What to do when your GoPro Gets Wet


And so it happened! As I was ascending from my final dive in Guam, I saw salt water inside the waterproof housing of my gopro camera!!!  But after some water damage control on the GoPro, it still works!  How did I do it? Read on…

*Dozens Of Helpful And Inspirational Comments Made By Gopro Users

Steps On What To Do When Your GoPro Camera Gets Soaked!

1. Take the camera out of the housing.

2. Take out the battery and SD card (VERY IMPORTANT!!! if you have any gopro extensions such as the LCD backpack, take that out too)

3. Soak the GoPro and other components that got wet (except the battery) in clean freshwater for 30 seconds to a minute to prevent corrosion inside. (do this step if soaked in seawater)

4. Drive out the water from the insides of the gopro by swinging it. (goal here is to use centripetal force to move water out through openings such as the sd card slot.)

5. Let it dry… Remember, there are many ways to dry… *I put my gopro inside a car on the dashboard for 3 hours during a  hot day on it’s side with the SD card slot facing up so that the water would evaporate and steam would exit out of it. It was summer and it was pretty hot. Do not ever turn on your camera if you suspect there is water inside… you can fry the circuits inside!

(If the climate is pretty cold where you live I would recommend putting the GoPro in a tight sealed box with some silica packets for several days. The silica packets should absorb most of the moisture from the inside of the camera.) If you don’t have desiccants, try using rice or pasta as some have recommended in the comments below.

6. Take the camera out of the car and let it cool off in a dry place at room temperature and don’t touch it for 24 hours.

Because saltwater can cause severe corrosive damage to metallic components inside your camera, try to do the following above as soon as you can. Speed is the key. I rescued and soaked my camera approximately an hour after getting it wet in the ocean.


An Important Note About Wet GoPro Cameras

Although I think I was very lucky, this may not work for everyone. But if flooding occurs while you’re diving, surfing, or just doing anything in the water, you may try what I did with your own discretion. Remember, I won’t take any responsibility, I’m just sharing what I did so you could save your electrical devices if it ever gets wet especially with sea water! Plus I really like electronics so I like experimenting with them once they become spare parts! 


(I’ve noticed some blog posts and videos out there copying my exact same methods that include changing words around and claiming it’s “their” method. It’s all good to spread the word but  I would appreciate it if you give some credit to this blog which  I dedicate a lot of effort to anyone interested in electrical gadgets including the GoPro camera! Please note the date of this post!) Cool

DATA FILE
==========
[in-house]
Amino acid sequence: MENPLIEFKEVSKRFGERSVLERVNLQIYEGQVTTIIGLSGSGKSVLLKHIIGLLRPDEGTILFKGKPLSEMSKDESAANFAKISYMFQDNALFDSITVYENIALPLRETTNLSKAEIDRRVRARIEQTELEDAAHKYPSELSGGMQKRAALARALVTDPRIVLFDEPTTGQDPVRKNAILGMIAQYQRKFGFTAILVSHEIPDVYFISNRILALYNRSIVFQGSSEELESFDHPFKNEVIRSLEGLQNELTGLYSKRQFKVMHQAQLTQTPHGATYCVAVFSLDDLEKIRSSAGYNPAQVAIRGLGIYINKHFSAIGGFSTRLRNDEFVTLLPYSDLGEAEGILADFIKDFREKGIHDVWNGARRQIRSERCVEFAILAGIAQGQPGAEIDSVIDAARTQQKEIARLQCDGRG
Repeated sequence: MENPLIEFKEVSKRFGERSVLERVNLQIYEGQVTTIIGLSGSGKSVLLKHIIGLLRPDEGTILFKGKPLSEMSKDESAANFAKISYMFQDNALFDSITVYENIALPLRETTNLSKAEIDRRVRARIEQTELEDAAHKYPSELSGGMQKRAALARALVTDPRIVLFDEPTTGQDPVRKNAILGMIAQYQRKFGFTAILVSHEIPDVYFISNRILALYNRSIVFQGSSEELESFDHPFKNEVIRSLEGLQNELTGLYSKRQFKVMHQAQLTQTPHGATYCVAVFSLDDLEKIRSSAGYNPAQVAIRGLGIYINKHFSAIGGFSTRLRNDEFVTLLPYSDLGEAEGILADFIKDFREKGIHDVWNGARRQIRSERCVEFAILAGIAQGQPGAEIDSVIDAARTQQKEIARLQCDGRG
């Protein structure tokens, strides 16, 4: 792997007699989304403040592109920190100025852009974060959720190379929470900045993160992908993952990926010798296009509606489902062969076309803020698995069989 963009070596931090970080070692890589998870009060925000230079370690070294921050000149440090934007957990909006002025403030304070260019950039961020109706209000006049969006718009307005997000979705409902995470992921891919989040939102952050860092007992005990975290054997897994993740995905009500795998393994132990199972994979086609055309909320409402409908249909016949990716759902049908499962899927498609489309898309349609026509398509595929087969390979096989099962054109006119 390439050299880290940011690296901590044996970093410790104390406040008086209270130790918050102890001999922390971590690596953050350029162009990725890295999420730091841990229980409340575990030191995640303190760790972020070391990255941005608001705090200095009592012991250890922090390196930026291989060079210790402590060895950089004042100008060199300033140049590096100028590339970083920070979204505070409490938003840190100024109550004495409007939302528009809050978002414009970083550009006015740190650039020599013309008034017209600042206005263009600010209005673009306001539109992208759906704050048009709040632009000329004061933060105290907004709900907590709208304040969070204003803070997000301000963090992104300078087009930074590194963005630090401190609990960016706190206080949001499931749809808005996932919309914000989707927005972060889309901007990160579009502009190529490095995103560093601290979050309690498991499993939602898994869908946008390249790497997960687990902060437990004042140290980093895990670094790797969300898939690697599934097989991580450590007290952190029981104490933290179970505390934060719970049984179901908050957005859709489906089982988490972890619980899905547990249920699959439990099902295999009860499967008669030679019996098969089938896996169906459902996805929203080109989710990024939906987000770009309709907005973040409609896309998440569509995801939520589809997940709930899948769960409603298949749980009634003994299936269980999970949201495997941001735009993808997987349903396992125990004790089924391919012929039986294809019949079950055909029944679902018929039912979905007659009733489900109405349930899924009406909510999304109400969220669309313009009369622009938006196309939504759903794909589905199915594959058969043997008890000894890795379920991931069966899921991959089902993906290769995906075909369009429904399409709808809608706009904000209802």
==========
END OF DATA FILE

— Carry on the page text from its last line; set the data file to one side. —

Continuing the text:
Why quality gear matters!


When it comes to ensuring the safety of yourself and others around you, quality gear matters!

This relates to body armor, scuba gear, guns, climbing ropes, boots, knives, and even mountain bikes.

The following video portrays a professional downhill mountain biker that buys a cheap but good looking mountain bike from walmart. He stresses the bike through a rigid downhill mountain course but before starting the test, the first gut feeling he gets is doubt. He survives the ordeal but what makes the video very powerful and interesting to me is his personal responses through the problems encountered. Despite the loss of brakes, broken/loose bike handles, and more  he still had the determination to finish the bike “experiment”. The moral of the story is, if you want an average bike for simple point A to B travel, buy an average bike. However, if you want to go mountain biking, don’t risk it with a cheap bike. It’s not worth it. Spend a few more bucks to ensure your safety.

Remember this man definitely is a professional with a variety of skills obtained through experience. So to the kids watching this… please don’t do this at home.


The cheapest lens out there. The EF 50mm F 1.8 Mark 2

EF 50mm F1.8

There are a lot of expensive lenses out there. From the prime Ef 85mm F1.2 IS II USM that costs around $2,300 to the heavy EF 800mm F5.6 that cost around $14,000 dollars. It’s a no-brainer why photography can be an expensive hobby or a profession that usually starts many pros with a low profit margin! However, pro or amateur, one of the lenses that I highly recommend is the EF Canon 50mm F1.8 Mark 2.  This IQ (image quality) of this lens is just amazingly clean and sharp producing amazingly great images for less than a hundred bucks!


LCD Touch BacPac

こんなに増えたHero4活用方法!従来のGoPro HEROシリーズを使っているあなたならこの良さに驚きを隠しきれないはず。